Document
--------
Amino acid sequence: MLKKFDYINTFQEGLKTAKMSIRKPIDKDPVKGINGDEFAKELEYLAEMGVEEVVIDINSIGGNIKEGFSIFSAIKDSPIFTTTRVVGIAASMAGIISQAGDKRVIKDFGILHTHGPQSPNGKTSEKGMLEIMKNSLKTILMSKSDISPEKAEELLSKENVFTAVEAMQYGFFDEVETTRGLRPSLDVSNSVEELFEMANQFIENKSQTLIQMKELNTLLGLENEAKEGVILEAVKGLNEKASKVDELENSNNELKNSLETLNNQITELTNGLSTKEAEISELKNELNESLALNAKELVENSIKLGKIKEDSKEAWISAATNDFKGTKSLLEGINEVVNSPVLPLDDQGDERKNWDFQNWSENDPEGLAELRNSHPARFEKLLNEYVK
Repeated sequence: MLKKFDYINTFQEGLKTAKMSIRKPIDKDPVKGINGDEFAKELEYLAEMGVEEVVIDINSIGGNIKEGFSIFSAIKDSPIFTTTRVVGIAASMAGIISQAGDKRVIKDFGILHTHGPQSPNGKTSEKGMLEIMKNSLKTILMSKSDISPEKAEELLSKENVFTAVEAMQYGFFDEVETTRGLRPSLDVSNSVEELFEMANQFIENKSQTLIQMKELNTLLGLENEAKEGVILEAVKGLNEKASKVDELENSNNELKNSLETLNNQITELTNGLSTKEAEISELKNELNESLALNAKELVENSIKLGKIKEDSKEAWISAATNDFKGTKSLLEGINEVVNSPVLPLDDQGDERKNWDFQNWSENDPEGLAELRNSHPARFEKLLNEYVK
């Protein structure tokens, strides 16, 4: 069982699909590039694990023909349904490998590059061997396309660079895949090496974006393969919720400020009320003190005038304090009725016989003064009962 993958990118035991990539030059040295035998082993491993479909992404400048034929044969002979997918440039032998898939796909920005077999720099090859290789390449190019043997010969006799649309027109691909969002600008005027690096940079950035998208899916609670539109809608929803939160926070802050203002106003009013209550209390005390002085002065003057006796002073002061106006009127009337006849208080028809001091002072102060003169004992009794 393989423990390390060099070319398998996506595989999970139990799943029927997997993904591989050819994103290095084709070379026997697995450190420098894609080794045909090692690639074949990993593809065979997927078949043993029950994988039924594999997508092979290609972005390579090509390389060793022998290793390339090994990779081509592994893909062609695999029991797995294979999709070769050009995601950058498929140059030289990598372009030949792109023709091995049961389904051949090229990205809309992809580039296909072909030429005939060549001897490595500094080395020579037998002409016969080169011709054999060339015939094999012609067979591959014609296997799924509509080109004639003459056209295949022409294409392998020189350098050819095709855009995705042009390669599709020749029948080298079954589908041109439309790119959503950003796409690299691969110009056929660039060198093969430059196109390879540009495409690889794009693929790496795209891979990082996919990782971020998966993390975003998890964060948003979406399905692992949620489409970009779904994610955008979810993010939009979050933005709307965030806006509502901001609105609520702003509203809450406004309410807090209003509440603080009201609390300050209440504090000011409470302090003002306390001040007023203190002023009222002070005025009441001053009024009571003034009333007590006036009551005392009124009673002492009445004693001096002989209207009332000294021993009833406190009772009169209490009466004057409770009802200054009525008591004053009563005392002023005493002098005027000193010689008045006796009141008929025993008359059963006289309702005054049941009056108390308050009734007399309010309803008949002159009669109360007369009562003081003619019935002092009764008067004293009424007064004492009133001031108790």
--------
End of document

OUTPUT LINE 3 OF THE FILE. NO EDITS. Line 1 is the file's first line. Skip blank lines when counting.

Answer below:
């Protein structure tokens, strides 16, 4: 069982699909590039694990023909349904490998590059061997396309660079895949090496974006393969919720400020009320003190005038304090009725016989003064009962 993958990118035991990539030059040295035998082993491993479909992404400048034929044969002979997918440039032998898939796909920005077999720099090859290789390449190019043997010969006799649309027109691909969002600008005027690096940079950035998208899916609670539109809608929803939160926070802050203002106003009013209550209390005390002085002065003057006796002073002061106006009127009337006849208080028809001091002072102060003169004992009794 393989423990390390060099070319398998996506595989999970139990799943029927997997993904591989050819994103290095084709070379026997697995450190420098894609080794045909090692690639074949990993593809065979997927078949043993029950994988039924594999997508092979290609972005390579090509390389060793022998290793390339090994990779081509592994893909062609695999029991797995294979999709070769050009995601950058498929140059030289990598372009030949792109023709091995049961389904051949090229990205809309992809580039296909072909030429005939060549001897490595500094080395020579037998002409016969080169011709054999060339015939094999012609067979591959014609296997799924509509080109004639003459056209295949022409294409392998020189350098050819095709855009995705042009390669599709020749029948080298079954589908041109439309790119959503950003796409690299691969110009056929660039060198093969430059196109390879540009495409690889794009693929790496795209891979990082996919990782971020998966993390975003998890964060948003979406399905692992949620489409970009779904994610955008979810993010939009979050933005709307965030806006509502901001609105609520702003509203809450406004309410807090209003509440603080009201609390300050209440504090000011409470302090003002306390001040007023203190002023009222002070005025009441001053009024009571003034009333007590006036009551005392009124009673002492009445004693001096002989209207009332000294021993009833406190009772009169209490009466004057409770009802200054009525008591004053009563005392002023005493002098005027000193010689008045006796009141008929025993008359059963006289309702005054049941009056108390308050009734007399309010309803008949002159009669109360007369009562003081003619019935002092009764008067004293009424007064004492009133001031108790």